The Van Abbemuseum, Eindhoven, presented Don Judd in 1970, which also traveled to the Folkwang Museum in Essen, Germany, the Kunstverein Hannover, Germany, as well as Whitechapel Art Gallery in London, UK.[49] In 1975, the National Gallery of Canada, Ottawa, organized a large exhibition in 1975 and published a catalogue raisonné of Judd’s work.[50]

Judd participated in his first Venice Biennale in 1980, and in Documenta, Kassel, in 1982.[41] In 1987, another large Judd-exhibition was presented at the Van Abbemuseum; this show also traveled to the Kunsthalle Düsseldorf, Germany, Musée d'Art Moderne de la Ville de Paris, France, Fundació Joan Miró, Barcelona, Spain, and Castello di Rivoli in Turin, Italy.[51]

The Whitney Museum organized a second, traveling retrospective of his work in 1988, and another major European survey, Donald Judd, was mounted at Tate Modern[52], London, in 2004, which traveled to major museums in Düsseldorf and Basel through 2005.

Other important exhibitions include Donald Judd: Prints 1951–1993, Retrospektive der Druckgraphik, Gemeentemuseum Den Haag, The Hague, 1993–1994[53]; Donald Judd. Early Work 1955–1968 at Kunsthalle Bielefeld, Germany, 2002;[54] Donald Judd Colorist, Sprengel Museum, Hanover, Germany, 2000.[55] Judd, a large retrospective of Judd’s work, opened at the Museum of Modern Art, New York in March 2020.[56]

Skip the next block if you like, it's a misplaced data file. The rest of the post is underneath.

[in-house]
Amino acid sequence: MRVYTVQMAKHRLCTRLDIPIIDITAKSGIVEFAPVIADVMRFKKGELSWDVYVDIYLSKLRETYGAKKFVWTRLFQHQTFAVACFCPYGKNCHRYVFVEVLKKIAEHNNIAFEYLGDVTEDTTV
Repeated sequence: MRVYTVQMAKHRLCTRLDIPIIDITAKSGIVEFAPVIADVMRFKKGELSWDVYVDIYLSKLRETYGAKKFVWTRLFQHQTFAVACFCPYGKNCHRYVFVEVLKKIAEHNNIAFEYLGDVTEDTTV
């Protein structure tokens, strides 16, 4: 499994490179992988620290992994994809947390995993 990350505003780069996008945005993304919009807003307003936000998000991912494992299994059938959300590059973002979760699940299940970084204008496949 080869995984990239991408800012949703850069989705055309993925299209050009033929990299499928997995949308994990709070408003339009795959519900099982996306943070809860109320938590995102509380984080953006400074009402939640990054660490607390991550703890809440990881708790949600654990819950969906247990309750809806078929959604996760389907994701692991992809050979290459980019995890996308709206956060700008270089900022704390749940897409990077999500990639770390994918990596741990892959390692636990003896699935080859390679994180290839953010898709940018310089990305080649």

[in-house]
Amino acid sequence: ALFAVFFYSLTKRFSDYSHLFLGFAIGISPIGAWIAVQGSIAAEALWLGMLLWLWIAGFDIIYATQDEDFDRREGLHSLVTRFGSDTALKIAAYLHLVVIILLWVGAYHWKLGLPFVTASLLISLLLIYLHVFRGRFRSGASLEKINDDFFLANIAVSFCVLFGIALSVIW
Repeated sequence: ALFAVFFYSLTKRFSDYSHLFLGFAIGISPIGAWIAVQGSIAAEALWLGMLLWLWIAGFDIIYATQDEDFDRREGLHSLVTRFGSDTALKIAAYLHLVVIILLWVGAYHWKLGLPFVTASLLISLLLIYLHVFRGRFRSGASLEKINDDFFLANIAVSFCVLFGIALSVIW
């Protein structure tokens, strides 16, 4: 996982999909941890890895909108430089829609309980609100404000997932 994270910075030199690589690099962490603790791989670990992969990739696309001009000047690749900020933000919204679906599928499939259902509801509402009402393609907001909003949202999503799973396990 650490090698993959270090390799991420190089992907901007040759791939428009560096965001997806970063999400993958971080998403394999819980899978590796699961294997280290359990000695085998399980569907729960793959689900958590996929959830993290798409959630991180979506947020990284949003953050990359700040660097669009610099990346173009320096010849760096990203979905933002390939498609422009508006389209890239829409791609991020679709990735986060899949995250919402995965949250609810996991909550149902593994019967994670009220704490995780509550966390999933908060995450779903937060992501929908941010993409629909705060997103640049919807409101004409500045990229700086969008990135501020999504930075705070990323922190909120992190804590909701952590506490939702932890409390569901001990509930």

AwardsEdit

Museum CollectionsEdit

 
Untitled (1991), Israel Museum, Jerusalem

Judd FoundationEdit

 
Judd Foundation Print Building, Marfa.[115]

Originally conceived by Judd in 1977, and created in 1996, the Judd Foundation was formed in order to preserve the work and installations of Judd in Marfa, Texas and at 101 Spring Street in New York.[116] Judd Foundation maintains and preserves his permanently installed living and working spaces, libraries, and archives across 22 buildings that comprise more than 100,000 square feet (approx. 9290 m2) and are considered fundamental components to the understanding of Judd's work as they remain the standard for his concept of permanent installation. The Foundation promotes a wider understanding of Judd’s artistic legacy by providing access to these spaces and resources and by developing scholarly and educational programs. Judd Foundation is a tax-exempt 501(c)(3) not-for-profit organization.

In 2006, Judd Foundation established an endowment to support its operations through the sale of 36 works at auction. The foundation board requested one of its members, publisher Richard Schlagman, to get Christie's and Sotheby's to submit proposals for the sale of a group of works.[117] Christie's offered a reported $21 million guarantee and agreed to display the consigned work for five weeks in New York on the 20th floor of the Simon & Schuster building. Concerns that the sale would have an adverse effect on the market proved unfounded and the exhibition itself won an AICA award for "Best Installation in an Alternative Space" for 2006. The $20 million in proceeds from the sale went into an endowment to enable the Foundation to fulfill its mission, by supporting the permanent installations that are located at 101 Spring Street in New York City and Marfa, Texas. Marianne Stockebrand, the director of the Chinati Foundation at the time, resigned from her post on the Judd Foundation’s board partly in protest of the auction.[118]